Even the Swiss can get lost in translation

October 27, 2010, 4 Comments

This is not a canton

There was a lovely story in the newspaper last week, which proved that not all Swiss are multilingual perfectionists. Two researchers found that in the French version of the Appendix to the Swiss Federal Constitution, the placename Zug (a Swiss canton and city) had been wrongly translated – as Train, which is the literal meaning of the German word Zug. Oops! 

Clearly the city of Zug predates the locomotive by about 600 years, and has a perfectly good French name, Zoug, as well as an Italian one, Zugo. Unlike English words, such as rugby and sandwich (which were derived from placenames), it seems that Zug (the place) has nothing to do with the German rail industry. It’s just a coincidence, and rather an unfortunate one for the translator who didn’t know the difference. What’s more, the current Federal Constitution dates back to 1999, so Canton Train has been around for 11 years unnoticed. Luckily the constitution doesn’t mention the town of Thun, as that means tuna in German. Odd name for a place 500km from the sea.

Part of the problem is that many places in multilingual Switzerland have more than one name. Take Geneva, which is called Genève, Genf, Ginevra or Genevra is the four national languages. Those are all similar enough to be recognisable, but Solothurn on the other hand becomes Soleure in French and Soletta in Italian. At least the English names aren’t too mangled, unlike many Italian cities – whoever thought Livorno should be called Leghorn? In general, the British preferred French to German, so it’s Neuchâtel not Neuenburg (and certainly never Newcastle) and Valais not Wallis. But even that has changed with the times. Talking now in English about Argovia, Grisons and Thurgovia is about as modern as using Ceylon, Siam and Rhodesia. And most English guidebooks have quietly dropped the -e from Bern(e) and switched to Basel, reflecting the fact that they are German-speaking cities.

Of course not every place in Switzerland has multiple names. It’s mainly the cantons, the big cities, and towns along the linguistic borders. So here are some of the more common ones; the normal English variation is given first (just so you know where I am talking about) and then the others are colour coded if they differ from that: red for German, blue for French, green for Italian and sometimes purple for Romansh.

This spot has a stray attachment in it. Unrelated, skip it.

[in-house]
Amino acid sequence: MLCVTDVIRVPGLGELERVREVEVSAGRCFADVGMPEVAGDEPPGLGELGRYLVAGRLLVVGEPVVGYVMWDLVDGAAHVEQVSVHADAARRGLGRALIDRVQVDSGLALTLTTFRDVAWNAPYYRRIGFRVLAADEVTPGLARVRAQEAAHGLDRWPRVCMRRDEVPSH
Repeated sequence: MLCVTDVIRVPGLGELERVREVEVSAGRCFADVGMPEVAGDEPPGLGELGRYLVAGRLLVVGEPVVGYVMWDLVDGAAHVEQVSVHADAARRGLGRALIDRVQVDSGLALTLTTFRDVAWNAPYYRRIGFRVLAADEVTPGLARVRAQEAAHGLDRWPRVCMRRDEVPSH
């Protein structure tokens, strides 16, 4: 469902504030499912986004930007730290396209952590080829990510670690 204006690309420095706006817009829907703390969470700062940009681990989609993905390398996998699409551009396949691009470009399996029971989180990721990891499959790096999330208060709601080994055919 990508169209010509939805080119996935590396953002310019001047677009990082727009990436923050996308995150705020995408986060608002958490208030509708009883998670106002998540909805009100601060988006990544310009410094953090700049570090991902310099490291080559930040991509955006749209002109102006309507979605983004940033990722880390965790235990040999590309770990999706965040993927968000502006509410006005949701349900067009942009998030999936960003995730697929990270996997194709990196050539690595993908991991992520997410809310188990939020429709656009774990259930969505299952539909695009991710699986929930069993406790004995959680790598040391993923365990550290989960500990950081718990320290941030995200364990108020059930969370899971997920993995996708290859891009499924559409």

Cantons (also the capital, where appropriate)

  • Schaffhausen, Schaffhouse, Sciaffusa
  • Thurgau, Thurgovie, Turgovia
  • Aargau, Argovie, Argovia
  • Glarus, Glaris, Glarona
  • Graubünden, Grisons, Grigioni
  • Schwyz, Schwytz, Svitto
  • St Gallen, Sankt Gallen, St Gall, San Gallo, Sogn Gagi
  • Bern, Berne, Berna
  • Basel, Bâle, Basilea
  • Zurich, ZürichZurigo, Turitg
  • Valais, Wallis, Vallese
  • Vaud, Waadt
  • Fribourg, Freiburg, Friburgo 
  • Ticino, Tessin, Tessin

 Cities, towns & villages

  • Kerzers, Chiètres
  • Ins, Anet
  • Murten, Morat
  • Thun, Thoune
  • Saanen, Gessenay
  • Chur, Coire, Coira, Cuira
  • St Moritz, Sankt Moritz, San Murezzan
  • Gruyères, Greyerz
  • Sion, Sitten
  • Lausanne, Losanna

Even famous natural features can’t escape. That icon of Swiss mountains, the Matterhorn, becomes Cervin and il Cervino, while the River Rhone is Rodano. And the Rhine has as many names as tributaries: Rhein, Rhin, Reno, Rain. It’s a wonder the Swiss don’t get completely lost travelling around their own country. Speaking of which, I’m off to Lucerne (Luzern, Lucerna) for a reading of my book. In English.

4 Comments on "Even the Swiss can get lost in translation"

  1. Rebecca Wednesday October 27th, 2010 at 02:57 PM · Reply

    This is absolutely hilarious. Keep up the good work!

  2. LRP Tuesday October 4th, 2011 at 06:51 AM · Reply

    This may be this blog’s greatest piece on the web

  3. vision board Tuesday November 15th, 2011 at 03:24 PM · Reply

    Thank goodness some bloggers can write. Thanks for this read!!

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